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Aaron Rodgers buys stake in Milwaukee Bucks

At a time when his future with the Packers seems a bit cloudy, Aaron Rodgers makes it clear that he loves Wisconsin by buying part of the Bucks.

When the inevitable comparisons happen in July between no-name NBA players who make millions more as free agents than star players in the NFL, one star player in the NFL will have a unique perspective on the issue.

Packers quarterback Aaron Rodgers has become one of the owners of one of the teams that will be giving those huge contracts to mid-level pro basketball players. Specifically, Rodgers has become a minority owner of the Milwaukee Bucks.

“I have proudly called Wisconsin my home for the past 13 years, and I am thankful for the friendships and the opportunities I have been given to live and play here,” Rodgers in a statement released by the Bucks, via “I am excited and honored to deepen my connection to the region by joining Wes Edens, Marc Lasry, Jamie Dinan, Mike Fascitelli and the ownership group of the Milwaukee Bucks. As a huge fan of the NBA and the sport of basketball, this is a dream come true for me, and I look forward to furthering my affinity for Wisconsin sports as a minority owner in a team I love and support.”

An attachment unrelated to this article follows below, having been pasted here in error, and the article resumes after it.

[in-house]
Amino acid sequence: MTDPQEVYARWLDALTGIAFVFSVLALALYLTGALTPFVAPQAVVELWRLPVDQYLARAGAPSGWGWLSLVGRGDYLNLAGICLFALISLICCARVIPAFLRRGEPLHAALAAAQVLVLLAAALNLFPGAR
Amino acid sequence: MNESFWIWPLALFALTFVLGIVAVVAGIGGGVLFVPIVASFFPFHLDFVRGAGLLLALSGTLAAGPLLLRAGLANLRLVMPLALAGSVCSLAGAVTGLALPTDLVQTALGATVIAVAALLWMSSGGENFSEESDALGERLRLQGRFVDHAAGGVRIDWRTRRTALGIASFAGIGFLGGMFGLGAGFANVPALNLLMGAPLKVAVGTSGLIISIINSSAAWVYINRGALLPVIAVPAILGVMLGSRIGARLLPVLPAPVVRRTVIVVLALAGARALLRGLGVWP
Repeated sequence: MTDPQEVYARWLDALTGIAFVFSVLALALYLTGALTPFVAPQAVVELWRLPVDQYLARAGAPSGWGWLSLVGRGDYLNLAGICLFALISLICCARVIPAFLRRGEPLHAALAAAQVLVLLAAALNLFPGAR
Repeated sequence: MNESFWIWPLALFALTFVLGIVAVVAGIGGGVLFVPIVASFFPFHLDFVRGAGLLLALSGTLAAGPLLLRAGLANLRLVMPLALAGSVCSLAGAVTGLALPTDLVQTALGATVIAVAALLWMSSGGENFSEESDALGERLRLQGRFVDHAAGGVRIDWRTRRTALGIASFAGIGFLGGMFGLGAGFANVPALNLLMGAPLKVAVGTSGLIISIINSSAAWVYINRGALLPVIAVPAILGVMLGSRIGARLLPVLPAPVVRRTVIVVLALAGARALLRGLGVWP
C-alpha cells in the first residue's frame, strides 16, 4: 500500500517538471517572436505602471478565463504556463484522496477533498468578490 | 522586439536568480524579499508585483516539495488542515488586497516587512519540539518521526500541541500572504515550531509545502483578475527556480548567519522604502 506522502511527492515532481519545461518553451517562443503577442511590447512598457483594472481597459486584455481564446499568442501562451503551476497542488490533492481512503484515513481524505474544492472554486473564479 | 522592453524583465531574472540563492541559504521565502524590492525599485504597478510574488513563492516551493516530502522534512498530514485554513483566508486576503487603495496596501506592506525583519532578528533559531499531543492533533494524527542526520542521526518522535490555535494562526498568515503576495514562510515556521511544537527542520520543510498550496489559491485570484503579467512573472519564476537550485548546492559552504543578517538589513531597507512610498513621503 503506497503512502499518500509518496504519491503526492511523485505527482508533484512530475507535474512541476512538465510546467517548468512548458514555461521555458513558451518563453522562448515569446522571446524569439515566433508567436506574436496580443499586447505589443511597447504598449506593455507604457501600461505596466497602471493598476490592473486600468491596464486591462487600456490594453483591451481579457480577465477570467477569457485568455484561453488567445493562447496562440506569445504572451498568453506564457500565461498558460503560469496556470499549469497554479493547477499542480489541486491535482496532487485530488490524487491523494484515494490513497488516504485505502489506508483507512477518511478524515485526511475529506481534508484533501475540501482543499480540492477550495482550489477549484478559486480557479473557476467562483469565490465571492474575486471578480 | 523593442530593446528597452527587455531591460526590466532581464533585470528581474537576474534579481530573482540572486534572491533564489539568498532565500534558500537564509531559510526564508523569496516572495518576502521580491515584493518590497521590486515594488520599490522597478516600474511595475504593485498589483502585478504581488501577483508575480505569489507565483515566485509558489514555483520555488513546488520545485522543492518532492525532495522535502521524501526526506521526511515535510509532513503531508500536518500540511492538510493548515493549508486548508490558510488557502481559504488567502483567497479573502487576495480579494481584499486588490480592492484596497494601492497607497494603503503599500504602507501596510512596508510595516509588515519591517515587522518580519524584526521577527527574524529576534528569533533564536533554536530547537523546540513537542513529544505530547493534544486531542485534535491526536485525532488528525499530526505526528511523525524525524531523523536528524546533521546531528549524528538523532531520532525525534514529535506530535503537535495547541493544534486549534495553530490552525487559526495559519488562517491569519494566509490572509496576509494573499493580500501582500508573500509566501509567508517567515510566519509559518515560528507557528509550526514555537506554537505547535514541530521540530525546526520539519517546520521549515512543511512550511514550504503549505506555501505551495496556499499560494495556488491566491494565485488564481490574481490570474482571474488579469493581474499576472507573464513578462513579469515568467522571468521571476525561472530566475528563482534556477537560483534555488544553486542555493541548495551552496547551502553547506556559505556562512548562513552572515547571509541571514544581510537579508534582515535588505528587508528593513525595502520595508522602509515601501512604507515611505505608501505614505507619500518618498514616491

At a time when friction reportedly has emerged between Rodgers and Wisconsin’s only NFL team, his decision to buy a piece of Wisconsin’s only NBA team coupled with a statement in which he reconfirms his commitment to Wisconsin makes it clear that, if he ever leaves the Packers, it won’t be his decision.

The comments also could get more Packers fans behind Rodgers in the slowly-simmering back-and-forth that ultimately flows from the team’s failure to address a contract that has Rodgers woefully underpaid in comparison to other quarterbacks -- specifically in his own division, where Vikings quarterback Kirk Cousins makes $28 million per year and Lions quarterback Matthew Stafford earns $27 million annually. Rodgers, at $22 million per year, has accomplished more than both of them, combined.

Indeed, Cousins and Stafford have combined for zero career postseason wins.

While this transaction likely won’t be the catalyst for Rodgers getting the $30 million per year that he deserves, it’s definitely a factor to consider at a time when player and team occupy an awkward posture as he enters the final years of his career. If he ends up finishing that career elsewhere, he’s doing what he can to make it very difficult for any Packers fans to blame him for it.